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Long-term Environmental-monitoring Program

In the early 1990's, the Pinelands Commission initiated a long-term environmental-monitoring program with the ultimate goal of evaluating the ecological consequences of the Comprehensive Management Plan for the Pinelands National Reserve.  The main objectives of this program are to characterize the effect of existing land-use patterns on aquatic and wetland resources and to monitor long-term changes in these resources.  Individual components of the program include watershed assessments, Pinelands-wide water-quality monitoring, forest-plot and intermittent-pond water-level monitoring, and annual-anuran (frog and toad) surveys.


Watershed Assessments

As part of the environmental-monitoring program, Commission scientists sampled water quality and surveyed vegetation, fish, and anuran (frog and toad) communities throughout four major Pinelands watersheds: the Mullica River, Rancocas Creek, Great Egg Harbor River, and Barnegat Bay watersheds.  A brief summary of the results of the watershed assessments, individual watershed reports, and associated Pinelands-wide geospatial-data layers are available at Watershed Studies.

Staff scientists completed a second round of water-quality and biological surveys in each of the four major watersheds. The Mullica River Watershed was surveyed in 2007 and 2008, the Rancocas Creek Watershed in 2009, the Great Egg Harbor River Watershed in 2010, and the Barnegat Bay Watershed in 2011. Similar to the initial watershed assessments, the second round of surveys included water-quality monitoring (pH and specific conductance) and vegetation, fish, and anuran surveys in streams and impoundments throughout the region. A comprehensive report that describes the status of all four watersheds will be compiled after the data have been analyzed.

Click here to be directed to an interactive map of the sites.


Map of water quality and vegetation, fish, and anuran (frog and toad) community long-term environmental-monitoring sites throughout four major Pinelands watersheds.  Click the map for larger view.


Pinelands-wide Water-quality Monitoring

In 2005, a network of 47 stream sites was selected from the entire pool of sites monitored during the initial four watershed-assessment surveys. Specific conductance and pH are monitored at each site in the network.  The 47 sites are distributed throughout the Pinelands and represent a range of pH and specific conductance values.  One of the goals of this network of sites is to monitor long-term trends in pH and specific conductance throughout the region.

Click here to be directed to an interactive map of the sites.


Map of 47 Pinelands-wide water-quality monitoring sites and five additional stream sites in the four major Pinelands watersheds.  Click the map for larger view.


Water-level Monitoring

Water levels are monitored in 35 forest plots and 37 intermittent coastal-plain ponds.  The 35 forest plots represent an upland-to-wetland gradient and are characterized as upland pine-oak, pitch pine lowland, pine-hardwood lowland, hardwood swamp, or cedar swamp.  Water levels have been measured monthly in 30 of the forest plots since 2004 and in five of the forest plots since 1987.  Water levels are also measured in 37 coastal-plain ponds.  Fourteen ponds have been monitored since 1996, 15 ponds since 2004, five ponds since 2010, and three ponds since 2012. Battery operated continuous pond-water-level recorders have been installed in seven of the 37 ponds.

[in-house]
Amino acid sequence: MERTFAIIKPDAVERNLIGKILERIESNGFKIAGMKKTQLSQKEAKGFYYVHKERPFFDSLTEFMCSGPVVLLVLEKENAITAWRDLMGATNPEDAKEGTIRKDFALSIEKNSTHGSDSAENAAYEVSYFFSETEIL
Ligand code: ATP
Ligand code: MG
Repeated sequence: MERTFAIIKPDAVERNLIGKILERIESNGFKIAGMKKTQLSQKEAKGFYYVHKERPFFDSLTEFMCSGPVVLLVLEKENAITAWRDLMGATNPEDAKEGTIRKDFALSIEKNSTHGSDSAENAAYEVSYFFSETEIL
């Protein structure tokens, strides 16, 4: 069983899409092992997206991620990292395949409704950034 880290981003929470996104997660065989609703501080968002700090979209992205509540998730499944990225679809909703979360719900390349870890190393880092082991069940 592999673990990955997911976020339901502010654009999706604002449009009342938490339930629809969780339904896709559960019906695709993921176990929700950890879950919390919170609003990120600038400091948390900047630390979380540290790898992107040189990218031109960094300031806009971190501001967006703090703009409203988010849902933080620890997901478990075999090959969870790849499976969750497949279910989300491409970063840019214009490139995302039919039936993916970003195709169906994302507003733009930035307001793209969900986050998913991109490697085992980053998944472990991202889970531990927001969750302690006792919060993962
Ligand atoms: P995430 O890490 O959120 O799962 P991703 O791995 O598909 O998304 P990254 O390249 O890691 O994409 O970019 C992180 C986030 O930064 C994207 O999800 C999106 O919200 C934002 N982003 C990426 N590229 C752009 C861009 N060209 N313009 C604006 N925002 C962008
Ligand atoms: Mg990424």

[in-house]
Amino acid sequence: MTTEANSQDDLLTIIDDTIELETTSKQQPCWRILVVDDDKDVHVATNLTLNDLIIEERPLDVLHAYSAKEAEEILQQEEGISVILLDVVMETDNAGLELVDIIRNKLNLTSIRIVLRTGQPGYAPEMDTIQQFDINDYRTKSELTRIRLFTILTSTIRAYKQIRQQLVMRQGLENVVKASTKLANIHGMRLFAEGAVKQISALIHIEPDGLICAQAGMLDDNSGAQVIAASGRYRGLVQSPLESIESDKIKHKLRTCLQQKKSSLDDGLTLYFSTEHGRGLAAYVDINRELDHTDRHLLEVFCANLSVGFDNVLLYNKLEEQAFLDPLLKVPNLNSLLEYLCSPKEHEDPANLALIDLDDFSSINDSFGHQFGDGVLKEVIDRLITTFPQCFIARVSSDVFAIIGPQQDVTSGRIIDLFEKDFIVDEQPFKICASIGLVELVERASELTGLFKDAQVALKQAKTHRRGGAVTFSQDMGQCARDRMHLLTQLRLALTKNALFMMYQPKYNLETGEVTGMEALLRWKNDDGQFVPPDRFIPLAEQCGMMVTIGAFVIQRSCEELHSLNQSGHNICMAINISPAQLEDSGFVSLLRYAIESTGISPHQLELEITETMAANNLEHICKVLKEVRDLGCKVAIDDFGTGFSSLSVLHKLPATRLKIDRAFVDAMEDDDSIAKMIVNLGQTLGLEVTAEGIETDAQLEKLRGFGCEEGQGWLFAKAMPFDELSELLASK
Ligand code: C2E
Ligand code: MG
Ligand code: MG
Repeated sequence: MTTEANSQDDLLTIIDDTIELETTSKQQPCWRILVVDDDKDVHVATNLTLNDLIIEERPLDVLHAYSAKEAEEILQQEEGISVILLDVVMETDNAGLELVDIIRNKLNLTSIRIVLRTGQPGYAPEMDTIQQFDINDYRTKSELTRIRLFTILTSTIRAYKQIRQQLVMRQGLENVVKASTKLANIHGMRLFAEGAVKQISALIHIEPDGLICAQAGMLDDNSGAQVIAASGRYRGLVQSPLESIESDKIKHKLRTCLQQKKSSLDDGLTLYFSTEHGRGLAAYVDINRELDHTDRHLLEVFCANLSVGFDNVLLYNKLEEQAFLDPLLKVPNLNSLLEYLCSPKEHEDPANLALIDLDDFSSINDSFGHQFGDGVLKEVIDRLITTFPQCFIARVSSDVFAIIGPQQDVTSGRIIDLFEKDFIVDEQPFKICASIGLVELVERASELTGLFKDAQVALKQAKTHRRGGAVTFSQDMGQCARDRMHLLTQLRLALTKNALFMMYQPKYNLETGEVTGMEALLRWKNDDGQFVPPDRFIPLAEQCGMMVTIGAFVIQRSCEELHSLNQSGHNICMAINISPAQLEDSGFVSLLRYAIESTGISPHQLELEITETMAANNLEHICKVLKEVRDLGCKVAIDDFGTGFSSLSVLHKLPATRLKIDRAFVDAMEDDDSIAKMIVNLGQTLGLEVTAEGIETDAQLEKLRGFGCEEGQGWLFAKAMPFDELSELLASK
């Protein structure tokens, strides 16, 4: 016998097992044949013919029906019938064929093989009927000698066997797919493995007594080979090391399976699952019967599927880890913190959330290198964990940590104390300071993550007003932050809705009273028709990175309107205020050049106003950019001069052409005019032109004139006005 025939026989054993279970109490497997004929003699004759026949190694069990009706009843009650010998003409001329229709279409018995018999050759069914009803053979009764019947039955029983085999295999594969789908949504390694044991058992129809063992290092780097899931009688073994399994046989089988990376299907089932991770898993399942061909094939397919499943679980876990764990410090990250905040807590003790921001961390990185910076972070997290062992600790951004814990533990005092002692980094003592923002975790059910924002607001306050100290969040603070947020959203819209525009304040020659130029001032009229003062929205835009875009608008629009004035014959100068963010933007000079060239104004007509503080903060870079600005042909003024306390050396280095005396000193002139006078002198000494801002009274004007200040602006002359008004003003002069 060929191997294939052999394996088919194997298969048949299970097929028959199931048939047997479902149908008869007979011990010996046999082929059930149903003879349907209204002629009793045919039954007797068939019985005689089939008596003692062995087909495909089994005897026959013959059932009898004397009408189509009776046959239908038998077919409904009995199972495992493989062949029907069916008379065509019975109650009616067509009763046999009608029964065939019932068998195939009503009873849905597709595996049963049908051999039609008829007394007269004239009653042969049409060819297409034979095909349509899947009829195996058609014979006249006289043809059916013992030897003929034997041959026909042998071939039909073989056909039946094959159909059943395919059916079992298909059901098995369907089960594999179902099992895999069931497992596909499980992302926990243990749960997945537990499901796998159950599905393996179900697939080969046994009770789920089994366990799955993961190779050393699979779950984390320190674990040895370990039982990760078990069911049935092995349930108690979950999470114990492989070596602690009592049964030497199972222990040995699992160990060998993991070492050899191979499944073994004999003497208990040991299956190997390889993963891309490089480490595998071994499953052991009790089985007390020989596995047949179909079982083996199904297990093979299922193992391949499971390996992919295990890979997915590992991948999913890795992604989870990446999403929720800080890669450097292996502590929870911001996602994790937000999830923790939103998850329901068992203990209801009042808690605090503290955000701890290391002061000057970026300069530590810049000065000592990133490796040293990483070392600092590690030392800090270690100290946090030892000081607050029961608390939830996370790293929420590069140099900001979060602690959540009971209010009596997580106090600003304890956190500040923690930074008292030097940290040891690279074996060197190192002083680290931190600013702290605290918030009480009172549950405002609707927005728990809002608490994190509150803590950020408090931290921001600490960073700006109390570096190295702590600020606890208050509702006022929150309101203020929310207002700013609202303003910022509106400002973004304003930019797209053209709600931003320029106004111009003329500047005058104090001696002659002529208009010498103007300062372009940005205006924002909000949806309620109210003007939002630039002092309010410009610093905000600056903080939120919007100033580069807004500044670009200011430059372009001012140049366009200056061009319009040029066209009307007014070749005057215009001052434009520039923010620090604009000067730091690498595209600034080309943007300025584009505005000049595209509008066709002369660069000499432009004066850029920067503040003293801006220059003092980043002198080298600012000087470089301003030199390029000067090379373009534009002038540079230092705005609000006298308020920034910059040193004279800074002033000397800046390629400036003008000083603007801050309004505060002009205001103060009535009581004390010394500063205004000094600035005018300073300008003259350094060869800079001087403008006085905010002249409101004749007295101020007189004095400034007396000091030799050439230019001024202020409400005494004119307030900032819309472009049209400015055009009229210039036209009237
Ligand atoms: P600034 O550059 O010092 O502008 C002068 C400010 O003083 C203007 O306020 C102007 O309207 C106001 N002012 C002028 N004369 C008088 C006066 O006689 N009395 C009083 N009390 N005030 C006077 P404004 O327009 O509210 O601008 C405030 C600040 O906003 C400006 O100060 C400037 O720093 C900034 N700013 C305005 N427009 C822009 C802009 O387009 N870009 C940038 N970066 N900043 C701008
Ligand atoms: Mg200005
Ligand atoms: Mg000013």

Click here to view water-level data for the 34 intermittent coastal-plain ponds.

Click here to view water-level data for the 45 forest plots.

      
Water levels are measured in shallow observation wells installed in forest plots (left) and in intermittent coastal-plain ponds (right).

Click here to be directed to an interactive map of the sites.


Map of 45 forest plot and 34 intermittent coastal-plain pond water-level monitoring sites throughout the Pinelands.  Click the map for larger view.


Annual Anuran-survey Ponds

Amphibians have been declining globally since at least the late 1950's and early 1960's.  Possible reasons for amphibian declines vary and include ultraviolet radiation, aquatic pollution, habitat loss, landscape fragmentation, disease and infections, and the introduction of non-native amphibians and predatory fish.  Because of the wide-spread nature of these declines, Commission scientists established 20 long-term monitoring stations to assess temporal changes in the status of anurans.  Annual anuran-vocalization surveys have been conducted at these 20 sites since 1996.  The 20 ponds were selected as long-term monitoring stations because they are located on the western side of the Mullica River Watershed along the interface between forest land and developed and farmed landscapes.  Since 1996, eleven frog species and one toad species have been heard calling from the 20 ponds.  Eighteen ponds serve as breeding habitat for the state-threatened Pine Barrens treefrog.  Fourteen of the ponds have been intensively surveyed for adult and larval frogs and toads during a previous Commission study (Bunnell and Zampella 1999) and the vegetation present at 13 of these ponds has been described in detail (Zampella and Laidig 2003).  Frog-larval development and metamorphosis was monitored at three of the ponds as part of the Kirkwood-Cohansey Project.

  
Advertisement calls made by the southern leopard frog (left) and Pine Barrens treefrog (right) are used to attract mates for breeding.

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Pinelands Commission
15 Springfield Road
New Lisbon, NJ 08064
609-894-7300